Friday morning we headed out for the MRI. I felt some relief because things were happening. Jacob was receiving the drug and we had to believe that it would work. The doctor said that he would come back Saturday morning to discuss the results of all of the tests. Matthew was staying with our parents while we were at the hospital so Matt left that afternoon to visit him and stay for dinner. My mother, aunt, mother-in-law, stepmother, and father stayed with me. But after Matt left the hospital, the doctor came back and asked if we could go somewhere to talk. As soon as I saw him, I knew it must be something terrible. I called Matt to see if he could come back but he was already stuck in traffic so we put him on the speakerphone and went to a small room, the doctor, me, my mother, and my father. He told us that he had suspected some sort of brain abnormality as the cause of Jacob’s Infantile Spasms because Jacob had not been using his right hand and lacked an awareness of the right side of his body. He said that the MRI showed that Jacob had a stroke sometime during the last trimester of my pregnancy. He assured me that there was nothing that I did to cause it, that it was unlikely to ever happen again in his life. He said that Jacob had a large cavity on the left side of his brain; roughly two-thirds of his brain was missing. My first question was will he be able to speak to us? The doctor said that he would probably learn to speak and would probably learn to walk and may even go to school but it was not certain as to how he would comprehend language. Matt could barely hear what was going on with the speakerphone so I called him back and repeated what the doctor said. I didn’t want to see the MRI. It was difficult to understand what had happened to Jacob. His brain had been fully formed at one point and then a part of it was gone just like that. And then I thought how was he born then? And how did we not know all this time? He fooled us for 7 months. As the doctor told us, he had been recovering since before he was born.
On Saturday, my father picked me up at the hospital to visit with Matthew at the Touch-a-Truck in Portsmouth. I was sad. I missed Matthew. I missed Jacob. I went back to my father’s house to get my Explorer, which I had left there on Thursday morning and we cried some more. I went back to the hospital after about an hour and Matt and I spent the rest of the day learning how to draw up the medication with one needle and to give the shot with another. We used oranges to simulate Jacob’s muscle tissue in his thigh and then each of us gave Jacob one of his injections.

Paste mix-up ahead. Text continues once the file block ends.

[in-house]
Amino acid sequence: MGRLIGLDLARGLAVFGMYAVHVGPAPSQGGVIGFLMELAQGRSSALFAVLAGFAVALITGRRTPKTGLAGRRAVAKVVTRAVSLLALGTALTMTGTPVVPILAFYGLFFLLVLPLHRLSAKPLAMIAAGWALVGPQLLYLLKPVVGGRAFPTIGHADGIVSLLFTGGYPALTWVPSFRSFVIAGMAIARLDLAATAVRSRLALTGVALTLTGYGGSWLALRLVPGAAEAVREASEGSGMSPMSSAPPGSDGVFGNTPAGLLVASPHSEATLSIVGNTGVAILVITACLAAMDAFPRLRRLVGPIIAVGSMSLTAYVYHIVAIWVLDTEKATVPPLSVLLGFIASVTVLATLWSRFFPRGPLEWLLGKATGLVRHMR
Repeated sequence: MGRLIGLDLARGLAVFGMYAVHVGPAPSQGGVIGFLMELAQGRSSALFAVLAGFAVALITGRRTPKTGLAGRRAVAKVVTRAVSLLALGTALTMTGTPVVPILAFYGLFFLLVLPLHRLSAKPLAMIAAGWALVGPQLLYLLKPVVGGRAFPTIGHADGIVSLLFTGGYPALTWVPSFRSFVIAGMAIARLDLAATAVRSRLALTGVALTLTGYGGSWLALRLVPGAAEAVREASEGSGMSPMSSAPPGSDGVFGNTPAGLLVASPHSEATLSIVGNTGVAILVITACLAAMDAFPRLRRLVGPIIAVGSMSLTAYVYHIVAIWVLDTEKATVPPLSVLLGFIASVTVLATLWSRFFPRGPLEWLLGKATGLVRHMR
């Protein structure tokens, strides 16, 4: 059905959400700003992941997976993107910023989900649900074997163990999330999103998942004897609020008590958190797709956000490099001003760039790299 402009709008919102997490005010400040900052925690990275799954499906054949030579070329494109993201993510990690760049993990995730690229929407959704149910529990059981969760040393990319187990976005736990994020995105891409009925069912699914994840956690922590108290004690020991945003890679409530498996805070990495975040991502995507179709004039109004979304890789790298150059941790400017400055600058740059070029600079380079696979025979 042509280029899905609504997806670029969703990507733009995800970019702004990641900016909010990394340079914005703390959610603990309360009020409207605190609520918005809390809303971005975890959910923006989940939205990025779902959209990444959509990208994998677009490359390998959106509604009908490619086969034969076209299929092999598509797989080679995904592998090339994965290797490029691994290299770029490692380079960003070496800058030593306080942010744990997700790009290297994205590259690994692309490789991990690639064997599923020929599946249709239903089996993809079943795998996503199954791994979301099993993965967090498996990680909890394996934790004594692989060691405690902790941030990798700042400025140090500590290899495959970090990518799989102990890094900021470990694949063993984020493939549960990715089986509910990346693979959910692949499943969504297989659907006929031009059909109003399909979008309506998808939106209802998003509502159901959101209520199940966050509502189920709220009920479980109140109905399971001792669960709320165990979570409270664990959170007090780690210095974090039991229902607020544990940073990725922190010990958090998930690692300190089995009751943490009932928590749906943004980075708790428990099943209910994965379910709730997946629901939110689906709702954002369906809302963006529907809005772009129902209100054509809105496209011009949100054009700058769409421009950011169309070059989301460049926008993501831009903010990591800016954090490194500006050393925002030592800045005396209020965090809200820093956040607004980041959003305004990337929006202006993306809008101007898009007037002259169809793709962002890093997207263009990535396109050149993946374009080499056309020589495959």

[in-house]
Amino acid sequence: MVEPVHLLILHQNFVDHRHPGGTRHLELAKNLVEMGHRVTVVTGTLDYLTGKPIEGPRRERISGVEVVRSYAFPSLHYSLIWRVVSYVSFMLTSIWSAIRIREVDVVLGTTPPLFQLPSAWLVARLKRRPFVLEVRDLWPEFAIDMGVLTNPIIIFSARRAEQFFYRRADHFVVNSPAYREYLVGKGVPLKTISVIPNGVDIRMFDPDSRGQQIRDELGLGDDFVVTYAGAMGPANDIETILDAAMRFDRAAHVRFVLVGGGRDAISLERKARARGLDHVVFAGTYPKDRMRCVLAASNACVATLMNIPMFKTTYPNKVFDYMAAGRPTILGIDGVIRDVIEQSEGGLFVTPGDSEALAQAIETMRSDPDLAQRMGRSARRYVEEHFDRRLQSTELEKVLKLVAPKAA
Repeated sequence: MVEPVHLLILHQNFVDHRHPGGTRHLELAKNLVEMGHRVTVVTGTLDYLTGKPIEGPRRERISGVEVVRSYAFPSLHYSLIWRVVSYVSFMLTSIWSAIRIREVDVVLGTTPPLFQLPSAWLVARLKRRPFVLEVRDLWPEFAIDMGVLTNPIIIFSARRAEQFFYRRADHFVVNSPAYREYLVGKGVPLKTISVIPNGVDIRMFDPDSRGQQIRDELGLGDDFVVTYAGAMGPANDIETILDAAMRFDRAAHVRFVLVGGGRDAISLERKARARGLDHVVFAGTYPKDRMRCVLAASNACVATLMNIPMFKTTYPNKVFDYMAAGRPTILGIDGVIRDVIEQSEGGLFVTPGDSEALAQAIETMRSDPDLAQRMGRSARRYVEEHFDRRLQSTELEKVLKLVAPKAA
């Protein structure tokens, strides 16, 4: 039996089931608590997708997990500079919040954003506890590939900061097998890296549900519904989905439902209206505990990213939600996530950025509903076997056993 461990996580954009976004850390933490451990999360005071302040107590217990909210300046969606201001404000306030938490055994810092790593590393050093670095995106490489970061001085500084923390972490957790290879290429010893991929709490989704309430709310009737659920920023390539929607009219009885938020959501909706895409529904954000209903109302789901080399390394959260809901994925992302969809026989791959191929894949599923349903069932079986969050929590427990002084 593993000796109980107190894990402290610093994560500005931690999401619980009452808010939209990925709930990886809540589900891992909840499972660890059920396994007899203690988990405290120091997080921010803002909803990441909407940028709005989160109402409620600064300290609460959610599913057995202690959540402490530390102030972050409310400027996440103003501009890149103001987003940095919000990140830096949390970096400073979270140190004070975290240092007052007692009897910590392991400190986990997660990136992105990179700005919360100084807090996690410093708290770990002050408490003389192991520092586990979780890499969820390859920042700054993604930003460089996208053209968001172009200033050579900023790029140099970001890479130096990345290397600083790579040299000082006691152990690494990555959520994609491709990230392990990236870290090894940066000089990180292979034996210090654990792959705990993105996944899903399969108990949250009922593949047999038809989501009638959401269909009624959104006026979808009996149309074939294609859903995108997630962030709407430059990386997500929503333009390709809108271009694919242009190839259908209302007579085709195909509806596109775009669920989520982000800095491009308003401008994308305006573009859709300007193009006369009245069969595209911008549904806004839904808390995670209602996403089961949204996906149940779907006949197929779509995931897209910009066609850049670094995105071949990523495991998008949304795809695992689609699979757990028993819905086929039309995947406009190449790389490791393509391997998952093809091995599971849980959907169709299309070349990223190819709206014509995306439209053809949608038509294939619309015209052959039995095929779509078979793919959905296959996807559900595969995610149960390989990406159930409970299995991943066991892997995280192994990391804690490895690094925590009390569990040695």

Sunday was Mother’s Day so the doctor decided to let us go home. My mother and stepmother had gone to our house the day before to pick up for us and everyone came over to help us settle in. We took all of our plates and bowls out of the cupboard to make room for all of the needles, syringes, gauze, alcohol pads, and band-aids we would need to continue the injections over the next five weeks. We even had our own sharps container. I took Family and Medical Leave from work to stay home with Jacob and all of our parents took turns watching Matthew in the mornings and afternoons. My husband and I leaned on each other and we leaned on our family. We tried to hide the injections from Matthew and hid in the garage when we needed to be afraid or depressed or sad. I thought at times that Jacob at 7 months old was the last that I would know him as he was. The doctor told us to stay away from the Internet but I had to take a peek and was terrified by what I read. Infantile Spasms was likely to result in mental retardation and could result in autistic like behavior.
After our first visit back to the neurologist, Jacob was not cured but his EEG had improved. After the second visit, the EEG showed no sign of the Infantile Spasms. So the five weeks of injections had worked. Jacob was still having seizures however, a consequence of the structure of his brain. The doctor prescribed an anti-seizure medication and after the first dose, the seizures stopped.
We got over what might have been pretty quickly. Jacob was born this way. We were already in love with him and nothing had changed except that we became aware of some of the challenges that we would face as a family. Jacob is a sweet little boy, a gentle giant.
Sunday, April 18, 2010